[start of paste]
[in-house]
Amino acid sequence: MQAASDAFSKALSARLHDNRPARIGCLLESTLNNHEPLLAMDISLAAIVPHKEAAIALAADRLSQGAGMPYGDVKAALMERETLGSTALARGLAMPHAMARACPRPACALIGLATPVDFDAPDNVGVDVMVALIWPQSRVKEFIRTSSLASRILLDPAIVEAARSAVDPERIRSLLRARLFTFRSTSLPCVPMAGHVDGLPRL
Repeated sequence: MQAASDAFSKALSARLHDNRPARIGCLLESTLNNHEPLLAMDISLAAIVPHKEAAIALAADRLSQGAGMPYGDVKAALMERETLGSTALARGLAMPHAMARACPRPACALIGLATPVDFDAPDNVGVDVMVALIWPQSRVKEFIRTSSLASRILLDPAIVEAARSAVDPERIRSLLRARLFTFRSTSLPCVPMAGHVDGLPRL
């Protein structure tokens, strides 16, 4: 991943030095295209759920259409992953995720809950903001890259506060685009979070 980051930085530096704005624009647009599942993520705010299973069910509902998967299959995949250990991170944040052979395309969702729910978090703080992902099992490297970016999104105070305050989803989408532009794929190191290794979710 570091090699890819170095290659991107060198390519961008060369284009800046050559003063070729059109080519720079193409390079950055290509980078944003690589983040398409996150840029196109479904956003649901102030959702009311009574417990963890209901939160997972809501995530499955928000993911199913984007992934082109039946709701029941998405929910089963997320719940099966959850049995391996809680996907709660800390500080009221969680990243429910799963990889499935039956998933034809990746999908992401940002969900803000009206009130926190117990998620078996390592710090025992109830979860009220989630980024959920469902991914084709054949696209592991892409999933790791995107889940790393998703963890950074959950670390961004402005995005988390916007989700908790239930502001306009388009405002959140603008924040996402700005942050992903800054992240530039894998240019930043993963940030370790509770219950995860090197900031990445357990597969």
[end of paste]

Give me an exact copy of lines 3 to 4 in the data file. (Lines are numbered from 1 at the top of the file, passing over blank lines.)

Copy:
Repeated sequence: MQAASDAFSKALSARLHDNRPARIGCLLESTLNNHEPLLAMDISLAAIVPHKEAAIALAADRLSQGAGMPYGDVKAALMERETLGSTALARGLAMPHAMARACPRPACALIGLATPVDFDAPDNVGVDVMVALIWPQSRVKEFIRTSSLASRILLDPAIVEAARSAVDPERIRSLLRARLFTFRSTSLPCVPMAGHVDGLPRL
């Protein structure tokens, strides 16, 4: 991943030095295209759920259409992953995720809950903001890259506060685009979070 980051930085530096704005624009647009599942993520705010299973069910509902998967299959995949250990991170944040052979395309969702729910978090703080992902099992490297970016999104105070305050989803989408532009794929190191290794979710 570091090699890819170095290659991107060198390519961008060369284009800046050559003063070729059109080519720079193409390079950055290509980078944003690589983040398409996150840029196109479904956003649901102030959702009311009574417990963890209901939160997972809501995530499955928000993911199913984007992934082109039946709701029941998405929910089963997320719940099966959850049995391996809680996907709660800390500080009221969680990243429910799963990889499935039956998933034809990746999908992401940002969900803000009206009130926190117990998620078996390592710090025992109830979860009220989630980024959920469902991914084709054949696209592991892409999933790791995107889940790393998703963890950074959950670390961004402005995005988390916007989700908790239930502001306009388009405002959140603008924040996402700005942050992903800054992240530039894998240019930043993963940030370790509770219950995860090197900031990445357990597969």